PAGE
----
Regarding the evaluation of independence of mind, we suggest clarifying the time period to be considered when applying the provisions in paragraph 76 “when assessing the independence of mind … their past behaviour within the institution or in other positions should be taken into account” and 77 “At least the following situations that can create conflicts of interest should be considered: c) past or present positions held”."
Paragraph 84 provides that each member of the management body (without any distinction between those who manage and those who supervise) should possess all the skills indicated in Annex II.
We consider it necessary, for the reasons given in Q7, to clarify that not all the members of the Board must possess all the listed skills, and that the requirement clearly refers only to the board as a whole.
It would also be desirable to clarify which cases are referred to in paragraph 84, which highlights the possibility of overcoming any gaps in knowledge or skills with induction or training.
Regarding the terms applicable for the provision of key information and induction for newly-elected members (the former to be provided immediately and the latter within no more than one month), we recommend, in line with the proportionality principle, an extension of these periods in the case of complex organisations, increasing them respectively to 3 months for the induction and to one month for the key information.
Paragraph 97 refers to the need for a “diversity policy” for all staff, with a view to “facilitating the adequate diversification” of the pool of candidates for the management body.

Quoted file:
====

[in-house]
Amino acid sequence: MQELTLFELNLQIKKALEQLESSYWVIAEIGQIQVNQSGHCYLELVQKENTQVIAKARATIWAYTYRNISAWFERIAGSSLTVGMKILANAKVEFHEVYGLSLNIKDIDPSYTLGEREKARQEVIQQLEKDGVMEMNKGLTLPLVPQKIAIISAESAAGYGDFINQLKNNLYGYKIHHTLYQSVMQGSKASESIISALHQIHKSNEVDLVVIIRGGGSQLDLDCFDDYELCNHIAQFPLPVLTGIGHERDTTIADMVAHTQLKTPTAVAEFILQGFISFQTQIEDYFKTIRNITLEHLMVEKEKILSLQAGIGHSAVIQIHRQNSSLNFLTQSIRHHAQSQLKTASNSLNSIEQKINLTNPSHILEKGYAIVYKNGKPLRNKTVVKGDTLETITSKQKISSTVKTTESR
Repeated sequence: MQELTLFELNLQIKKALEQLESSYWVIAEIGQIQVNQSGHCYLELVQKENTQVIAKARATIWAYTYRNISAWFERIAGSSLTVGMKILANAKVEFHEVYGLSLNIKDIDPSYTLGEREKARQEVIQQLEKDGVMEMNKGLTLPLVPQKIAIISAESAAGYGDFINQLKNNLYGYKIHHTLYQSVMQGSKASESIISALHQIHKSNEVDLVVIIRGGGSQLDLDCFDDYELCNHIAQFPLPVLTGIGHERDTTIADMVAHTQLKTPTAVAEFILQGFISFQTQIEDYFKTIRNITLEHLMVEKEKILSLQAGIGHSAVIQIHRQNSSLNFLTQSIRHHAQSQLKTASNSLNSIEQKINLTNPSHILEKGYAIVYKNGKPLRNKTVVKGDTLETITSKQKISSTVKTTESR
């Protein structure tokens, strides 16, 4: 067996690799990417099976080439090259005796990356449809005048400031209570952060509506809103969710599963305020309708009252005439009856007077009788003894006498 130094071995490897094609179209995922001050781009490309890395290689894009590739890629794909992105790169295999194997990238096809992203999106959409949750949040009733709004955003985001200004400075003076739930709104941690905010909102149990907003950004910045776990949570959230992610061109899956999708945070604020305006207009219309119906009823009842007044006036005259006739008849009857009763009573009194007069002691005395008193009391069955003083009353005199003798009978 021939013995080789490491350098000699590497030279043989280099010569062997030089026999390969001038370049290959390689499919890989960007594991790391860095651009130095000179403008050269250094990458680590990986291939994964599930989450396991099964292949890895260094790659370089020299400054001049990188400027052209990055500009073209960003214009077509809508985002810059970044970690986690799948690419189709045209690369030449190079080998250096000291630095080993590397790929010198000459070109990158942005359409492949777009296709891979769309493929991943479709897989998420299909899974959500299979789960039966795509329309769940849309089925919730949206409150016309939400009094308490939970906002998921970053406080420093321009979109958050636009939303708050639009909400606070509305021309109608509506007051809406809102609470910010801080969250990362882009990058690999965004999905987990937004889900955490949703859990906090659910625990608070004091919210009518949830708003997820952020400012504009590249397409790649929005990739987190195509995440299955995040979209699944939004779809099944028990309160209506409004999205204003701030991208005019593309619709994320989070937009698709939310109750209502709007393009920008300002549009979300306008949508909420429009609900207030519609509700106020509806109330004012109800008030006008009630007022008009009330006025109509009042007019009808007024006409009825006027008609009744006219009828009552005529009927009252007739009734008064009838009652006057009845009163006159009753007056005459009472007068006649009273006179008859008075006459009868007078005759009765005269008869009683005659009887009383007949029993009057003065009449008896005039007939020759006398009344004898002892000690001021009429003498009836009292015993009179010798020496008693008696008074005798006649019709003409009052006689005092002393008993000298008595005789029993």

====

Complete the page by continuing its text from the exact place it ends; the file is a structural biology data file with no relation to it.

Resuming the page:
As CRD IV links these policies only to the management board, we ask that this obligation be eliminated, or included as an option.
Regarding the identification of the suitability policies for key function holders in addition to the managers of the corporate control functions and the CFO, as already mentioned in relation to question Q2, we suggest providing information to clarify the perimeter of such personnel “where identified on a risk based approach by the CRD-Institutions.”
With reference to the adoption of suitability policy for the group (on a consolidated and sub-consolidated basis, including subsidiaries that are not subject to the CRD IV), and the provision that this policy should provide for adjustments for its application to subsidiaries not subject to the CRD IV (“the policy should be adjusted….”), we would point out that a straightforward application of the requirements as provided in the GL may in some cases be disproportionate to the profiles and activities performed by the subsidiaries. One example is the case of an instrumental company, for which asking the members of the management board to have the same requirements as those required for the legal representatives of banks, appears unreasonable.